Are you a first time home buyer that is feeling overwhelmed by the process?
Here are 8 steps to simplify the home buying process and make your life easier.
Do you have any idea how much paperwork is required to secure a mortgage? Prepare to hit the filing cabinet hard to track down old tax returns, pay stubs, bank statements, and more!
Hopefully, your personal debt is under control. The bank is about to launch a full-throated investigation into every credit card, student loan, and car payment that you possess.
Did you know that if your monthly debt payments exceed a specific threshold set by the bank – typically around 32% in the United States and 40% in Canada – that your mortgage application may be denied?
Simplify the Home Buying Process and Master Your Mortgage Destiny
The pressure is on. While this all may seem a bit overwhelming, especially for a first time home buyer, you can simplify your experience through upfront research and preparation.
Find a Great Real Estate Agent
It is never too soon to contact a real estate agent. Selecting your realtor seems like an easy step, but is amongst the most important in your search for a new home.
A real estate agent will guide you through the home buying process, from advising you to obtain a mortgage pre-qualification to navigating through the contract requirements.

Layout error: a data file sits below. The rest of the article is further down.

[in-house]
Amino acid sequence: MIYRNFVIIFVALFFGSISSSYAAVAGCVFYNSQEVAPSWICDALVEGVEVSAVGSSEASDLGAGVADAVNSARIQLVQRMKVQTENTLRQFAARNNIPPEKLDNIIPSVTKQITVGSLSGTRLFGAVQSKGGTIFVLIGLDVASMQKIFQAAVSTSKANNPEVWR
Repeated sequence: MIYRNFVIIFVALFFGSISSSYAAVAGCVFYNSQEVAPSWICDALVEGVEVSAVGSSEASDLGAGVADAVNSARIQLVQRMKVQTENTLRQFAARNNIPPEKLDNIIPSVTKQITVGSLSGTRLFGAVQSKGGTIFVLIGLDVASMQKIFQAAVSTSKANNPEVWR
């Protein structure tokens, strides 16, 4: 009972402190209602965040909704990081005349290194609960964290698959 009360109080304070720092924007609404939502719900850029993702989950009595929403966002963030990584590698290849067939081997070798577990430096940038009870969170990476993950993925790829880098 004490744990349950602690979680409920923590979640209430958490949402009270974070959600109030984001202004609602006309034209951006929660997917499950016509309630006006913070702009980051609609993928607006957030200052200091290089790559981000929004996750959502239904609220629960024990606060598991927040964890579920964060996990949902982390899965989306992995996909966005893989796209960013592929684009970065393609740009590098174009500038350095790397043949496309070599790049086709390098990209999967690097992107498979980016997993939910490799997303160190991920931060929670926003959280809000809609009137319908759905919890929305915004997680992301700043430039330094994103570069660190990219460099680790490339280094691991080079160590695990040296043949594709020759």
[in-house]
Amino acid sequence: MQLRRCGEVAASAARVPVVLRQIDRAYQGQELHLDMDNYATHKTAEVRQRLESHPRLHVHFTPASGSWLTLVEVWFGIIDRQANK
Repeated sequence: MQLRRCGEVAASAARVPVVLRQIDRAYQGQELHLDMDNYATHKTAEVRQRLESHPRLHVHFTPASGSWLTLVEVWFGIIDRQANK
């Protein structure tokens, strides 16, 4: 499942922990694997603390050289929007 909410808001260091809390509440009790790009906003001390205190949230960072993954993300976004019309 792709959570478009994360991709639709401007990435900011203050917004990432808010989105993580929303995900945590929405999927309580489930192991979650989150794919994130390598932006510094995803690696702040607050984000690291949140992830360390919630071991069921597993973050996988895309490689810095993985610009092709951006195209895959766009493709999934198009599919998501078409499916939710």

Obtaining a trustworthy and reliable real estate agent is a proven way to simplify the home buying process.
Get Your Financial House in Order
What do we mean by this? It is time for you to save a down payment and eliminate any debt, if possible.
The FHA, a common guarantor of mortgages, requires a minimum down payment of 3.5%. However, be forewarned that if you cannot put 20% down on the house, you will have to pay Private Mortgage Insurance (PMI). PMI may add several hundred dollars to your monthly payment, depending on the total value of the loan.
As mentioned earlier, banks have a debt to income threshold that you cannot exceed. This ratio may vary depending on the bank and the type of loan, however, it would be prudent to pay down credit cards, student loans, and auto loans.
Avoid at All Costs Taking on New Debt
One surefire way to simplify the home buying process; do not open any new lines of credit. Not only will it be detrimental to your debt to income ratio, it may add more paperwork and could even delay or jeopardize your mortgage application.
This rule of thumb applies from the market research phase all the way until your closing date.
Know the Difference between a Mortgage Pre-Qualification and a Pre-Approval
Want to simplify the home buying process? Consider skipping the informal mortgage pre-qualification and using online tools and resources to see what you can afford instead.
A pre-qualification carries little weight in the real estate community. If you want to show a seller that you are a serious buyer, come with a mortgage pre-approval.
The difference between the two is that a pre-approval is a more thorough analysis and includes pulling credit reports, reviewing pay stubs, and even submitting a draft loan package through an automated underwriting system.